Once you’re 30 days past due, your lender can legally report your late payment (or underpayment) to the credit bureaus. These organizations collate information on your credit history to produce your credit report.
At 30 days, you’ll see a black mark on your credit report and a dip in your credit score. It’ll get worse at 60 days and have even more of an impact if you’re 90 or more days behind on your payment. At some point, your lender may choose to send your account to collections.
Late payments can stay on your credit report for years, lowering your credit score and affecting your ability to get future financing. So be sure to pay close attention to your loan’s payment due dates and amounts owed. Consistent, on-time payments will help you avoid issues with credit and lenders and also highlight your fiscal responsibility on your credit report.
Paying your minimums on time is a great way to protect your credit and ensure you build a strong history over time. But — if you can — paying more than the minimum offers some impressive benefits for you:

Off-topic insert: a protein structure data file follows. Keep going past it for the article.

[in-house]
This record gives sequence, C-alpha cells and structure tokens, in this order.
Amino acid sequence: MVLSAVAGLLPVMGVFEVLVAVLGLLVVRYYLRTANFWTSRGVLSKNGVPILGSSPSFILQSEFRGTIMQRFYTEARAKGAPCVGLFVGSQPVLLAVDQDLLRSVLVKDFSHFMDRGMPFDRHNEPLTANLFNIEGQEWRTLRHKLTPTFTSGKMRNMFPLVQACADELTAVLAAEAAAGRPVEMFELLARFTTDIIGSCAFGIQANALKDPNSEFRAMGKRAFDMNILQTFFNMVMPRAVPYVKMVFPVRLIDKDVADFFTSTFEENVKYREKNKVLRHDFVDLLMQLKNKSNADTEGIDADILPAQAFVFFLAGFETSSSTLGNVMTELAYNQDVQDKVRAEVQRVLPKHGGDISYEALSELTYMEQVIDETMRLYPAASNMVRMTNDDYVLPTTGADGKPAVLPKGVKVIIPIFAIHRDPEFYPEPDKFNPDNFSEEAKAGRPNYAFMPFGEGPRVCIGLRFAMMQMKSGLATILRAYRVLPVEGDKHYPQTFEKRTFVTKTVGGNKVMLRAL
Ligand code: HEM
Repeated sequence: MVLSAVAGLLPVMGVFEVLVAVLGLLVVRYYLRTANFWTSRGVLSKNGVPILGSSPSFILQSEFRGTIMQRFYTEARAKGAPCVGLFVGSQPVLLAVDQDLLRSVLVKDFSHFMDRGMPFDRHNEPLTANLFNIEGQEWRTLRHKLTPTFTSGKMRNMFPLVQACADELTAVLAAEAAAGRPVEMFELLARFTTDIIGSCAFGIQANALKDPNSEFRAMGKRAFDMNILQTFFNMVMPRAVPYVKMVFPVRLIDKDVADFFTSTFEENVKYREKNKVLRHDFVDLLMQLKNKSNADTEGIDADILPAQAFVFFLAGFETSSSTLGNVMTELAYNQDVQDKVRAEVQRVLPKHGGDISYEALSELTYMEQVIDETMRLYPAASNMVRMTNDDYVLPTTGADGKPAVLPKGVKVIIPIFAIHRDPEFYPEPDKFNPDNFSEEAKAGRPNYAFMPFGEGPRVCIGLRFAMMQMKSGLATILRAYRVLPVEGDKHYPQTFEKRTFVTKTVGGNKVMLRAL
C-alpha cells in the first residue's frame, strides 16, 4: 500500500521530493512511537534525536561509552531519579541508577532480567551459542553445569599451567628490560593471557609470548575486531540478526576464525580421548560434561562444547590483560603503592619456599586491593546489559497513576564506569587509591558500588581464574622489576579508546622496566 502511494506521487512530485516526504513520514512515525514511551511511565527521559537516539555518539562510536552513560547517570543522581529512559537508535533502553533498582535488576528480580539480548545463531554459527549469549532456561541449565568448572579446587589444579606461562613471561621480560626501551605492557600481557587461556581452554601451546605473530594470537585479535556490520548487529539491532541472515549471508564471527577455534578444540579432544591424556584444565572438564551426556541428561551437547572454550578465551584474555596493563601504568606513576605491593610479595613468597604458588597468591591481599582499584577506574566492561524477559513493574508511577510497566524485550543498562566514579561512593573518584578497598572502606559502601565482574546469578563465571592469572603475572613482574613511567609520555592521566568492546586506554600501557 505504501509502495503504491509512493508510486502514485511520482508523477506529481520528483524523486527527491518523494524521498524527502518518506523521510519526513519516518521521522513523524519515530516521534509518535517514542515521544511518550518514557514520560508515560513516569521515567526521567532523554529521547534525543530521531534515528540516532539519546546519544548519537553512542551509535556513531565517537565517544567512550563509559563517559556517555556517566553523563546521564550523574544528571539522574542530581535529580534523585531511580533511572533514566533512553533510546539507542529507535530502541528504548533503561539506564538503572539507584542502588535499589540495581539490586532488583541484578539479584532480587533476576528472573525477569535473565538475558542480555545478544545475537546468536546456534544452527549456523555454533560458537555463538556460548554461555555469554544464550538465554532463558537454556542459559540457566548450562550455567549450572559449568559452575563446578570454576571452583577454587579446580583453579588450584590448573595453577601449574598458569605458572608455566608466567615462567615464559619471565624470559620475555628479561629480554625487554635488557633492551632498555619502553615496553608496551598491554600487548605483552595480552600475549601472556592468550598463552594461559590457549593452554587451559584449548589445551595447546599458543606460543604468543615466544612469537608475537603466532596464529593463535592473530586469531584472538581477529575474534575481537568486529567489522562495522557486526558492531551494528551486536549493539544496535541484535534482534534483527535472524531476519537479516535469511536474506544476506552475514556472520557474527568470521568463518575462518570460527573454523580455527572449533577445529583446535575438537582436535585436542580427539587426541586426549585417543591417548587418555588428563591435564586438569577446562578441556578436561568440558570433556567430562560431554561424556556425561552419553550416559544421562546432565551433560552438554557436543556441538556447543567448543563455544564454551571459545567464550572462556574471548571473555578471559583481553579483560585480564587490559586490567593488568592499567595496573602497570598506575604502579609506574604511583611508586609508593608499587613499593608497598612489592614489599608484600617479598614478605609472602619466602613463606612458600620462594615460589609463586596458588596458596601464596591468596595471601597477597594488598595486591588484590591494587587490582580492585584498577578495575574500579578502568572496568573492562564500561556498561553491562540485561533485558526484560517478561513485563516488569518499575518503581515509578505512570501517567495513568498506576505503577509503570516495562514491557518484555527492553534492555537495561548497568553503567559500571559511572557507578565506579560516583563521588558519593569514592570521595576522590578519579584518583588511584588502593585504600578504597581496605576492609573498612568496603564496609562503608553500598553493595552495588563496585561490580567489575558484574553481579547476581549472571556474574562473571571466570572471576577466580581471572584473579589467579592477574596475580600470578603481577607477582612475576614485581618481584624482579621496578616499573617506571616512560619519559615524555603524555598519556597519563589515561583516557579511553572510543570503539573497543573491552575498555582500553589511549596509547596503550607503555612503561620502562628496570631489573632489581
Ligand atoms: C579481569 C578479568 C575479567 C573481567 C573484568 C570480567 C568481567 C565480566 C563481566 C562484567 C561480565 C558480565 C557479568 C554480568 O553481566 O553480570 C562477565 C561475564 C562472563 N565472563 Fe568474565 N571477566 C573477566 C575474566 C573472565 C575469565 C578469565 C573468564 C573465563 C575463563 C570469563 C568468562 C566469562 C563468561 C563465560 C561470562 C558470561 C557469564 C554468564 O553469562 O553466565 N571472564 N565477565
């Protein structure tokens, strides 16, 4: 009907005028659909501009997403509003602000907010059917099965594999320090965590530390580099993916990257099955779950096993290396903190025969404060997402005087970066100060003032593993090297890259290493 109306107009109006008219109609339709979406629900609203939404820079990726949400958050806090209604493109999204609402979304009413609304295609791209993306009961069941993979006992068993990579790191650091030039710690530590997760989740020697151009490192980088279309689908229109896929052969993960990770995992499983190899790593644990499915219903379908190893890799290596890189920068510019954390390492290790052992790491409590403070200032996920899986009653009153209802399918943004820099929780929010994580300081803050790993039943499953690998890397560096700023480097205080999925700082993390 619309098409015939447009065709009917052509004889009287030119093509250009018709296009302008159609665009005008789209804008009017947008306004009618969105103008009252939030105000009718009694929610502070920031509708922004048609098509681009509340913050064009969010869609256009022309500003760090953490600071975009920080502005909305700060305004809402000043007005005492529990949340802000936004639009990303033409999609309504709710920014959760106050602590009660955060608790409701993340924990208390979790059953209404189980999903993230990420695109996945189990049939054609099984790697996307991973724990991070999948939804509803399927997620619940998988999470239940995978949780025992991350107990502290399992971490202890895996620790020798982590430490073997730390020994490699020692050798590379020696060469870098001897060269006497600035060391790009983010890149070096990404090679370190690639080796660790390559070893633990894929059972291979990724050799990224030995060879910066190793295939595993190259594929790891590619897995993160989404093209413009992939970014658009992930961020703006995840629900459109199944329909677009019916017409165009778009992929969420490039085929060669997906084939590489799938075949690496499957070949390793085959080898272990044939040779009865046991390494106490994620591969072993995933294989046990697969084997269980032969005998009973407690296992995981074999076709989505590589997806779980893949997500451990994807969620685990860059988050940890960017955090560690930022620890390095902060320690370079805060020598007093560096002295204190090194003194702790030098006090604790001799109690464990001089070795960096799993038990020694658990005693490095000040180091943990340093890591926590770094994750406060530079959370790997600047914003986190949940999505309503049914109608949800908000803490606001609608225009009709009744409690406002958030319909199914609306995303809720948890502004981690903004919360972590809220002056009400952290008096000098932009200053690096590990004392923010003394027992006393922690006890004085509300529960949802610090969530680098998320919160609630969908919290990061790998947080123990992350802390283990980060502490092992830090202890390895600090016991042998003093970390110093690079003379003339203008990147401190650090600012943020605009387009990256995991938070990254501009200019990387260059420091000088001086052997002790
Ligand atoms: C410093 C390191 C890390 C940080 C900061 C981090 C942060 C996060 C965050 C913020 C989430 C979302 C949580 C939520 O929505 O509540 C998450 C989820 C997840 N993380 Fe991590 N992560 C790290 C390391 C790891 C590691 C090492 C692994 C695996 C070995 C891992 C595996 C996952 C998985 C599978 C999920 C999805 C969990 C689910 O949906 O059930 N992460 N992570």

Lower cost: The faster you pay off your debt, the less you’ll pay in interest.
Less time: Paying more than your minimums means less time spent in debt.
Lower credit utilization: As your debt goes down, your credit utilization ratio decreases, potentially boosting your credit score.
More potential: Once you’re out of debt, you can stop paying down loans and put more of your money toward earning interest, saving for the future, or reaching a major financial goal.
If you have the means every month to pay extra, choose an accelerated debt repayment plan like the debt avalanche or debt snowball method. Both approaches help you apply extra cash in the most strategic way possible.
Even if you can’t increase your payments every month, you can still get ahead. If some extra money comes your way — like a tax refund, end-of-year bonus, or credit card reward — you can make a one-time payment. Every little bit moves you closer to eliminating that debt.
While loans are commonplace, they don’t come with an instruction manual for the dos and don’ts of managing them. Consequently, mistakes are easy to make. Fortunately, you can sidestep some of the biggest pitfalls. And you can use the power of financing confidently to reach your financial goals.